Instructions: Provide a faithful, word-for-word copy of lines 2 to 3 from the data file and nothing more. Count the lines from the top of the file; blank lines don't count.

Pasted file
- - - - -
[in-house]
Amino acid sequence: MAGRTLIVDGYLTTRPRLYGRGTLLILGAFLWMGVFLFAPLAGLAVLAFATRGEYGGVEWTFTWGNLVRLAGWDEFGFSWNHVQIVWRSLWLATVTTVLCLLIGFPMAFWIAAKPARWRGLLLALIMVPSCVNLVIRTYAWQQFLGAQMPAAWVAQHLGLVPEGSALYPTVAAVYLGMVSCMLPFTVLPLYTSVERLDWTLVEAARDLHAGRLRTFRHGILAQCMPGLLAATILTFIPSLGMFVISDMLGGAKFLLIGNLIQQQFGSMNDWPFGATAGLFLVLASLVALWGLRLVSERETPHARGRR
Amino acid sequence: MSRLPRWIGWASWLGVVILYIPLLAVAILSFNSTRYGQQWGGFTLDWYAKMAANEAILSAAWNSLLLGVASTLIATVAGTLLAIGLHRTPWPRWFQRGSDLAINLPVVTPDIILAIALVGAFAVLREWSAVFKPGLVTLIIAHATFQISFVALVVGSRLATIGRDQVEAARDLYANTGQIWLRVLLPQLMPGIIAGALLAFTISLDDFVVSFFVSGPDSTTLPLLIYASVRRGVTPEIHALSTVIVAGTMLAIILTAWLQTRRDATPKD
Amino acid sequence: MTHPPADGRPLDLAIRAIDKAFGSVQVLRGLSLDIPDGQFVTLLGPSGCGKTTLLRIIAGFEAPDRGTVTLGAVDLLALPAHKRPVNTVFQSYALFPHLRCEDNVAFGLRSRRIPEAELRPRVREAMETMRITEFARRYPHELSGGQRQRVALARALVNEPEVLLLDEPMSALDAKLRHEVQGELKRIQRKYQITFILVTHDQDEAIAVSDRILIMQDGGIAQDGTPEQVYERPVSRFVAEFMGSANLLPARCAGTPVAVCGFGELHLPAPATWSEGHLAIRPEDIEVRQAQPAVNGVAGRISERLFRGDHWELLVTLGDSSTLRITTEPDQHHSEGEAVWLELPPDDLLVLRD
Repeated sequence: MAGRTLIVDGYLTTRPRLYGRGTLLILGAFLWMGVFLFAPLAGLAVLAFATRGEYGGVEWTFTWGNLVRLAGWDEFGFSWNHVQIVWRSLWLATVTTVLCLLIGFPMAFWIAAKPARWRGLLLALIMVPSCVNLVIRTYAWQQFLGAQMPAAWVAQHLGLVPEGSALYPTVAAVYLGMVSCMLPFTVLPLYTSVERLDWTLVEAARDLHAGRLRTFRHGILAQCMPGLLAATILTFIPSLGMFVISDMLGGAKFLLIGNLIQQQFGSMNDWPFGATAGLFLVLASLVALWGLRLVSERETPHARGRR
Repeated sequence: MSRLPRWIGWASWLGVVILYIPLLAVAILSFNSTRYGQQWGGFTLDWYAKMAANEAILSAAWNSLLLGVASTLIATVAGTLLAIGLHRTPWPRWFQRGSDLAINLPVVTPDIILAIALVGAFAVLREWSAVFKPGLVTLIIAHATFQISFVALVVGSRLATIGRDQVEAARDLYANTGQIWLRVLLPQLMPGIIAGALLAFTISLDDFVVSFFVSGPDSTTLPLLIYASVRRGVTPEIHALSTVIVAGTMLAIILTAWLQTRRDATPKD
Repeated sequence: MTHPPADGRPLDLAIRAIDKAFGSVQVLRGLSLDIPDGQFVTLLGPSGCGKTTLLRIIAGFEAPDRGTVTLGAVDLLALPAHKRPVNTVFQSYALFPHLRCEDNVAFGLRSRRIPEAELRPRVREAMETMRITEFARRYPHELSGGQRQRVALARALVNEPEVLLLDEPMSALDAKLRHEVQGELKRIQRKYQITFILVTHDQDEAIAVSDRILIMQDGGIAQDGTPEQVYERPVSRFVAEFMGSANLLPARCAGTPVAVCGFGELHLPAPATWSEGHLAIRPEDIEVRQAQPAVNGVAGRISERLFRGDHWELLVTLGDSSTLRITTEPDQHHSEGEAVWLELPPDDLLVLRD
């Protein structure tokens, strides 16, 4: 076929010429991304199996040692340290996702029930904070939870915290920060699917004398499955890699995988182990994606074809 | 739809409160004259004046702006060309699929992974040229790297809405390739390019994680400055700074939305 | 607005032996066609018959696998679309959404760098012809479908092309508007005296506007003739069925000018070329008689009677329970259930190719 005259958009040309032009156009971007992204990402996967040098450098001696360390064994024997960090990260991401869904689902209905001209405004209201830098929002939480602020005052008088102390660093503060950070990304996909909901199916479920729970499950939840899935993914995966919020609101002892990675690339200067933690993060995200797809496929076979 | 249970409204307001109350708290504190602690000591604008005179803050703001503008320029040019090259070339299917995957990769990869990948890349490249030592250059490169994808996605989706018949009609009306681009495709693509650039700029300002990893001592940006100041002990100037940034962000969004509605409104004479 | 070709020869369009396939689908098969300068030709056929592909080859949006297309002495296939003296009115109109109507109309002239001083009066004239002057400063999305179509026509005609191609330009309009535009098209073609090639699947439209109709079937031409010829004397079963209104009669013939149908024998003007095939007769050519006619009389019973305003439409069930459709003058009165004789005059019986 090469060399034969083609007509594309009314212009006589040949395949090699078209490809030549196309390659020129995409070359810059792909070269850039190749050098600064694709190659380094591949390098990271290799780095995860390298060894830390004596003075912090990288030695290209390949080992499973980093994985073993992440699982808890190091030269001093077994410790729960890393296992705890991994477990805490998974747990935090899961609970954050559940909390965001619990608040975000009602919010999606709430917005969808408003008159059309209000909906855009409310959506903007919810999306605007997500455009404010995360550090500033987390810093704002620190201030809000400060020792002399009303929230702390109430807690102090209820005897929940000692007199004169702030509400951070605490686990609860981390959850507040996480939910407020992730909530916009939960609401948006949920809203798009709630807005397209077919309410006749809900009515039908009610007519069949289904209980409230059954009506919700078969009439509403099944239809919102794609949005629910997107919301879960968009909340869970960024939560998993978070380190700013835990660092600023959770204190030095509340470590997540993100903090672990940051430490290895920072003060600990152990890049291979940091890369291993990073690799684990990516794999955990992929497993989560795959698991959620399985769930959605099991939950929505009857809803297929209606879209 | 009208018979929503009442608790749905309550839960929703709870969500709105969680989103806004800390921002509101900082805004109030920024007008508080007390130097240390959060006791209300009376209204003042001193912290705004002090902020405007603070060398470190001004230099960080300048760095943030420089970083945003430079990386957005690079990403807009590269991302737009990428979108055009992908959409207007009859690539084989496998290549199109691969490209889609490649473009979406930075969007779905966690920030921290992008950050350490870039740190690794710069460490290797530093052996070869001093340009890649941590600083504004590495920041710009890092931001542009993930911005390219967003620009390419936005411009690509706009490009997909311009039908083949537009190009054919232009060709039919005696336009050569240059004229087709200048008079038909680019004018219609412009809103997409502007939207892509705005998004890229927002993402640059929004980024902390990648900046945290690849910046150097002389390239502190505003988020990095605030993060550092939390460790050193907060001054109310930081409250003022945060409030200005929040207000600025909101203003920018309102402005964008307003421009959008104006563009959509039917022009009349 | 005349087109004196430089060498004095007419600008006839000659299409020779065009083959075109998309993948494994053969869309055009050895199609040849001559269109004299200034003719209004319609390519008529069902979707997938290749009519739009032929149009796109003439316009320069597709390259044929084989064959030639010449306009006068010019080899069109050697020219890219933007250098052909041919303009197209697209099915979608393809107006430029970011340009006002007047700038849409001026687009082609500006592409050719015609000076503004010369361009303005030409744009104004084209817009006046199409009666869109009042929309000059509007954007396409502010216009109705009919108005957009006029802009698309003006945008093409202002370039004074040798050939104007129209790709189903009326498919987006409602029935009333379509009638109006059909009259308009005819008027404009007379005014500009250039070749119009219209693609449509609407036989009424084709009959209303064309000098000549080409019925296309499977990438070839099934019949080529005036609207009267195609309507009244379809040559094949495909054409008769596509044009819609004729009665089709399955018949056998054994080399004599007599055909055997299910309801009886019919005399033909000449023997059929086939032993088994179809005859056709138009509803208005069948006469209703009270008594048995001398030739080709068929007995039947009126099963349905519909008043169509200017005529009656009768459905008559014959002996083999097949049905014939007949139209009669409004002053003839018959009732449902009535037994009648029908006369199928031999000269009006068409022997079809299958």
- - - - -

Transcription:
Amino acid sequence: MAGRTLIVDGYLTTRPRLYGRGTLLILGAFLWMGVFLFAPLAGLAVLAFATRGEYGGVEWTFTWGNLVRLAGWDEFGFSWNHVQIVWRSLWLATVTTVLCLLIGFPMAFWIAAKPARWRGLLLALIMVPSCVNLVIRTYAWQQFLGAQMPAAWVAQHLGLVPEGSALYPTVAAVYLGMVSCMLPFTVLPLYTSVERLDWTLVEAARDLHAGRLRTFRHGILAQCMPGLLAATILTFIPSLGMFVISDMLGGAKFLLIGNLIQQQFGSMNDWPFGATAGLFLVLASLVALWGLRLVSERETPHARGRR
Amino acid sequence: MSRLPRWIGWASWLGVVILYIPLLAVAILSFNSTRYGQQWGGFTLDWYAKMAANEAILSAAWNSLLLGVASTLIATVAGTLLAIGLHRTPWPRWFQRGSDLAINLPVVTPDIILAIALVGAFAVLREWSAVFKPGLVTLIIAHATFQISFVALVVGSRLATIGRDQVEAARDLYANTGQIWLRVLLPQLMPGIIAGALLAFTISLDDFVVSFFVSGPDSTTLPLLIYASVRRGVTPEIHALSTVIVAGTMLAIILTAWLQTRRDATPKD